Crazy about absinthe?

19th September, 2012 by Becky Paskin
Pernod Absinthe Fountain

Pernod Ricard is just one of the absinthe producers working toward reeducating the public about the perfect serve

“People enter the category thinking it’s fun, but it doesn’t deliver on its promises: they get too drunk and swear never to touch it again,” says Alan Moss, commercial director at Artemisia. “Exactly the same thing happened to Tequila 20 years ago when everybody was abusing the drink by doing the salt and lemon ritual. Now people have moved onto the higher quality, 100% blue agave Tequilas and are appreciating the taste more. The same thing is happening with absinthe, albeit on a shorter timescale.”

With a return to classic cocktails and speakeasy bars trending in countries like the UK, US and Australia, absinthe is expected to grow to 199,000 cases by 2016. Ironically, France, the breeding ground for absinthe in the 19th century, is not expected to play a part in absinthe’s rebirth due to the overwhelming popularity of pastis, which became the drink of choice following the ban of drinks labelled as absinthe in 1915.

Emerging markets showing an increased interest in absinthe include India, Japan, South-East Asia, Eastern Europe and even parts of the Middle East, and producers are also starting to make inroads into South America, although the continent has a cap on alcoholic content at 54% abv.

Growth in terms of volume remains at a slow recovery pace, but the green fairy seems to be flying out to all corners of the globe. However, the general consensus – from all brand owners – is that education is key not only to the category’s growth, but to its survival too.

“Education will help the category,” says Peter Fuss, general manager of German distributon firm LogisticX. “We started trying to educate people last year because we are concerned that people do not understand the difference between absinthes. If people understand that different regions in Europe produce different styles of absinthe, they will be interested and find that absinthe is right for them. But it’s all down to education, particularly of bartenders.”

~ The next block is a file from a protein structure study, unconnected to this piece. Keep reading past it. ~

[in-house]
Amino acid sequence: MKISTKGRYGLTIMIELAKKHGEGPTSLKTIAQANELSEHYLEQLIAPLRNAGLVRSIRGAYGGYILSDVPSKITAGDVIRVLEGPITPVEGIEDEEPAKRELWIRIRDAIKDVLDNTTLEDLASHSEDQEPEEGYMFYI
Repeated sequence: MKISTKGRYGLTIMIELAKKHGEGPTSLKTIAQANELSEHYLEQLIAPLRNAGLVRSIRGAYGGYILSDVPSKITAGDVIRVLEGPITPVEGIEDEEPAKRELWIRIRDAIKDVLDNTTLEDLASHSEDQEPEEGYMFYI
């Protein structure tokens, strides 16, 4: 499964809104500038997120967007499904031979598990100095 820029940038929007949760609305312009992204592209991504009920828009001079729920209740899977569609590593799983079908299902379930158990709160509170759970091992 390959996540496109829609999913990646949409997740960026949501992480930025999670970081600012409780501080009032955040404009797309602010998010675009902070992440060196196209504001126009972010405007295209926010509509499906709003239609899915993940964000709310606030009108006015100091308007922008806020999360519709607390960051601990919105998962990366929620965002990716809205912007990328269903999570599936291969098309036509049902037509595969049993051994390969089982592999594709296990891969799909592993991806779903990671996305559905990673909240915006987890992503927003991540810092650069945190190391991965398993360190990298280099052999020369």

If the category has its own way, every suitable bar would stock at least three or four absinthes, with the spirit being a feature ingredient in at least two cocktails. Bartenders would know the difference between each style and the best way to serve each one, whether through a fountain, a sugar cube, pouring straight on ice, or as a long drink.

The notion is that if bartenders are sold on the spirit, they can pass that passion onto the consumer through recommendation. It all seems too easy, but while brand owners are actively educating bartenders in their target countries, the collective message communicated is somewhat jumbled, with each brand doing its own thing.

3 Responses to “Crazy about absinthe?”

  1. Seth Pylad says:

    Since when is or was Sweden not a European country?
    I know we’re a little “off-side” here in the cold north but, however – Absinthe was never legally banned here either. Due to the state monopoly of the sale of alcohol in Sweden the outcome was in fact about the same though. Absinthe couldn’t be bought here but it was never forbidden.

    Nowadays everything is quite alright again.

  2. Lucius Green says:

    Pernod Ricard does not make absinthe and is hardly a good source of information. There are fine absinthes on the market and there is good information as well at places like, feeverte

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